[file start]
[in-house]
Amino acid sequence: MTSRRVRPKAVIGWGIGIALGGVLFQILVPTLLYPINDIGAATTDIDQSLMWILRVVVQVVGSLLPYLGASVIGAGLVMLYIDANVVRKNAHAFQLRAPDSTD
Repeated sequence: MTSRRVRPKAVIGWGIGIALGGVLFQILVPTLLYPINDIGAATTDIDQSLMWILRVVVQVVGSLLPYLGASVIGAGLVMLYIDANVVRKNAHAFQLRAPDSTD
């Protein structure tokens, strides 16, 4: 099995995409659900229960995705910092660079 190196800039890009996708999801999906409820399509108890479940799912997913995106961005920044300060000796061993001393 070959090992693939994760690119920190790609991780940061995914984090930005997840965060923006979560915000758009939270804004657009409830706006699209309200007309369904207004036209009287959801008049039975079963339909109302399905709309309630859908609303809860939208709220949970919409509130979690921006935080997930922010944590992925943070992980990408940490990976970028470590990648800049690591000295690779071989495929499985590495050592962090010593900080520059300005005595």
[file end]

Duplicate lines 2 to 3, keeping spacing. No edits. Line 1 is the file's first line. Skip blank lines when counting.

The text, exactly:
Amino acid sequence: MTSRRVRPKAVIGWGIGIALGGVLFQILVPTLLYPINDIGAATTDIDQSLMWILRVVVQVVGSLLPYLGASVIGAGLVMLYIDANVVRKNAHAFQLRAPDSTD
Repeated sequence: MTSRRVRPKAVIGWGIGIALGGVLFQILVPTLLYPINDIGAATTDIDQSLMWILRVVVQVVGSLLPYLGASVIGAGLVMLYIDANVVRKNAHAFQLRAPDSTD